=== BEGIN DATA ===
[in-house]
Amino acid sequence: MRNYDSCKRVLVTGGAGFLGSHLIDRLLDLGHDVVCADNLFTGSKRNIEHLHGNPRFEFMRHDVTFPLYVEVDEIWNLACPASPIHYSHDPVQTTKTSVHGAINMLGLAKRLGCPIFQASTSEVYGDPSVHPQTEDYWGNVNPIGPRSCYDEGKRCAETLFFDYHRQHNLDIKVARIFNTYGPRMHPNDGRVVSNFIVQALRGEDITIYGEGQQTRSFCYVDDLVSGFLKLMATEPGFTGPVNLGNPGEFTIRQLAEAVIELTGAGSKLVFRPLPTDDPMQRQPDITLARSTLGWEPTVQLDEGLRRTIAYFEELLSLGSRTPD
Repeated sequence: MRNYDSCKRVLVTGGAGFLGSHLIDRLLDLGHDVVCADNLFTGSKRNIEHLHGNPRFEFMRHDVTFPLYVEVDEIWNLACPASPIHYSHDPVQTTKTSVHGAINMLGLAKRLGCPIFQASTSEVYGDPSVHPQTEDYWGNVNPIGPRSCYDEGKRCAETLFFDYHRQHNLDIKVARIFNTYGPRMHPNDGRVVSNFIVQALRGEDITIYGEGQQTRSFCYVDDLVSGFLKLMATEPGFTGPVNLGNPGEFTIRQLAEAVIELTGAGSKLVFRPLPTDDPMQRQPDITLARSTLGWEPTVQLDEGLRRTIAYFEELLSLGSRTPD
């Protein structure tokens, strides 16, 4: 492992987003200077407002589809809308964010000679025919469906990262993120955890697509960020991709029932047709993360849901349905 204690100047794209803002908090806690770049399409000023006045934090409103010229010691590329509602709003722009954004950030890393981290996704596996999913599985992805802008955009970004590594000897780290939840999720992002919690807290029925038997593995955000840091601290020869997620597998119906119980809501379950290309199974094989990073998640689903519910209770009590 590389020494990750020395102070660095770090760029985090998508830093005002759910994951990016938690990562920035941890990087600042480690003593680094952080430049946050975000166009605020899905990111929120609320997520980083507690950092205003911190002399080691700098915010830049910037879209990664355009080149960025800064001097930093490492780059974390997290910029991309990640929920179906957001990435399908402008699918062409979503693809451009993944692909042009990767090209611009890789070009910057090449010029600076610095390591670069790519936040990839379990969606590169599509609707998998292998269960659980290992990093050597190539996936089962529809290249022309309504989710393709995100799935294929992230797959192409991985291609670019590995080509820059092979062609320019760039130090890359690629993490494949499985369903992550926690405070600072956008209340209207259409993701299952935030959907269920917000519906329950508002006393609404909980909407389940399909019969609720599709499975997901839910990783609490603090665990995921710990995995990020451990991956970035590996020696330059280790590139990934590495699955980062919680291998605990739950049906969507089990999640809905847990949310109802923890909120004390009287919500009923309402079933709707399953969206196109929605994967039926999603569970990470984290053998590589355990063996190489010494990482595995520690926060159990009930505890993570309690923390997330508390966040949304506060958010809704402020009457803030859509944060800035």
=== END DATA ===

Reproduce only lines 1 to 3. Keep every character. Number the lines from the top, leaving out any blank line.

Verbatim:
[in-house]
Amino acid sequence: MRNYDSCKRVLVTGGAGFLGSHLIDRLLDLGHDVVCADNLFTGSKRNIEHLHGNPRFEFMRHDVTFPLYVEVDEIWNLACPASPIHYSHDPVQTTKTSVHGAINMLGLAKRLGCPIFQASTSEVYGDPSVHPQTEDYWGNVNPIGPRSCYDEGKRCAETLFFDYHRQHNLDIKVARIFNTYGPRMHPNDGRVVSNFIVQALRGEDITIYGEGQQTRSFCYVDDLVSGFLKLMATEPGFTGPVNLGNPGEFTIRQLAEAVIELTGAGSKLVFRPLPTDDPMQRQPDITLARSTLGWEPTVQLDEGLRRTIAYFEELLSLGSRTPD
Repeated sequence: MRNYDSCKRVLVTGGAGFLGSHLIDRLLDLGHDVVCADNLFTGSKRNIEHLHGNPRFEFMRHDVTFPLYVEVDEIWNLACPASPIHYSHDPVQTTKTSVHGAINMLGLAKRLGCPIFQASTSEVYGDPSVHPQTEDYWGNVNPIGPRSCYDEGKRCAETLFFDYHRQHNLDIKVARIFNTYGPRMHPNDGRVVSNFIVQALRGEDITIYGEGQQTRSFCYVDDLVSGFLKLMATEPGFTGPVNLGNPGEFTIRQLAEAVIELTGAGSKLVFRPLPTDDPMQRQPDITLARSTLGWEPTVQLDEGLRRTIAYFEELLSLGSRTPD